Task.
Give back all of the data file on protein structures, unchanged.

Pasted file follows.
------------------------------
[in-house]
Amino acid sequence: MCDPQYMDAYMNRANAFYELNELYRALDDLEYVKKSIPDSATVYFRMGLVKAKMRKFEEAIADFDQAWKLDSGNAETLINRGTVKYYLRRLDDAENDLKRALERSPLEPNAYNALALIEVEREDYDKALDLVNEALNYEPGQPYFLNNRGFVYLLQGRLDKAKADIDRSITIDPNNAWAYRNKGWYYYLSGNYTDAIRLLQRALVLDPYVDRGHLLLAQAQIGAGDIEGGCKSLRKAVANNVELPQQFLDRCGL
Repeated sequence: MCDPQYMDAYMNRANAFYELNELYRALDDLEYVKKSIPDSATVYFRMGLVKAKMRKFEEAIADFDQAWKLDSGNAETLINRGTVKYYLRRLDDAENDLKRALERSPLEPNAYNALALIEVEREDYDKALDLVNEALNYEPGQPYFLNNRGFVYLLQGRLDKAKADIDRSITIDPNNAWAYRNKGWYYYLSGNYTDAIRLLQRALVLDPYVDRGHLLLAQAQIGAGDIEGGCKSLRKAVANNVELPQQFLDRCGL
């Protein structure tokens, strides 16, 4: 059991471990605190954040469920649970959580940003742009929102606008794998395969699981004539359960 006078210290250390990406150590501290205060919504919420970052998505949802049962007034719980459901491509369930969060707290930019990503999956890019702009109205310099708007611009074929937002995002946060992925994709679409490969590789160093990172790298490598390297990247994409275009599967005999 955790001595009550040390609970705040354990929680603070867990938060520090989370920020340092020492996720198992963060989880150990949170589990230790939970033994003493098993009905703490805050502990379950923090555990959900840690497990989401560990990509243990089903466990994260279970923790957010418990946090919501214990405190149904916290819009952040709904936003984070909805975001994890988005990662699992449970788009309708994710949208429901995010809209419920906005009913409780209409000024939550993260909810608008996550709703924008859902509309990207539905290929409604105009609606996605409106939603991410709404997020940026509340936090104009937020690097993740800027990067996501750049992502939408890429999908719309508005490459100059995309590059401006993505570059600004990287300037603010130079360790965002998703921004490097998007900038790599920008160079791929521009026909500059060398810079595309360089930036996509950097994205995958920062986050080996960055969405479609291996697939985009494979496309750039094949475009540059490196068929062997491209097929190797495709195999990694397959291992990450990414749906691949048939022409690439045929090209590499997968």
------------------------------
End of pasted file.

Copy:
[in-house]
Amino acid sequence: MCDPQYMDAYMNRANAFYELNELYRALDDLEYVKKSIPDSATVYFRMGLVKAKMRKFEEAIADFDQAWKLDSGNAETLINRGTVKYYLRRLDDAENDLKRALERSPLEPNAYNALALIEVEREDYDKALDLVNEALNYEPGQPYFLNNRGFVYLLQGRLDKAKADIDRSITIDPNNAWAYRNKGWYYYLSGNYTDAIRLLQRALVLDPYVDRGHLLLAQAQIGAGDIEGGCKSLRKAVANNVELPQQFLDRCGL
Repeated sequence: MCDPQYMDAYMNRANAFYELNELYRALDDLEYVKKSIPDSATVYFRMGLVKAKMRKFEEAIADFDQAWKLDSGNAETLINRGTVKYYLRRLDDAENDLKRALERSPLEPNAYNALALIEVEREDYDKALDLVNEALNYEPGQPYFLNNRGFVYLLQGRLDKAKADIDRSITIDPNNAWAYRNKGWYYYLSGNYTDAIRLLQRALVLDPYVDRGHLLLAQAQIGAGDIEGGCKSLRKAVANNVELPQQFLDRCGL
């Protein structure tokens, strides 16, 4: 059991471990605190954040469920649970959580940003742009929102606008794998395969699981004539359960 006078210290250390990406150590501290205060919504919420970052998505949802049962007034719980459901491509369930969060707290930019990503999956890019702009109205310099708007611009074929937002995002946060992925994709679409490969590789160093990172790298490598390297990247994409275009599967005999 955790001595009550040390609970705040354990929680603070867990938060520090989370920020340092020492996720198992963060989880150990949170589990230790939970033994003493098993009905703490805050502990379950923090555990959900840690497990989401560990990509243990089903466990994260279970923790957010418990946090919501214990405190149904916290819009952040709904936003984070909805975001994890988005990662699992449970788009309708994710949208429901995010809209419920906005009913409780209409000024939550993260909810608008996550709703924008859902509309990207539905290929409604105009609606996605409106939603991410709404997020940026509340936090104009937020690097993740800027990067996501750049992502939408890429999908719309508005490459100059995309590059401006993505570059600004990287300037603010130079360790965002998703921004490097998007900038790599920008160079791929521009026909500059060398810079595309360089930036996509950097994205995958920062986050080996960055969405479609291996697939985009494979496309750039094949475009540059490196068929062997491209097929190797495709195999990694397959291992990450990414749906691949048939022409690439045929090209590499997968």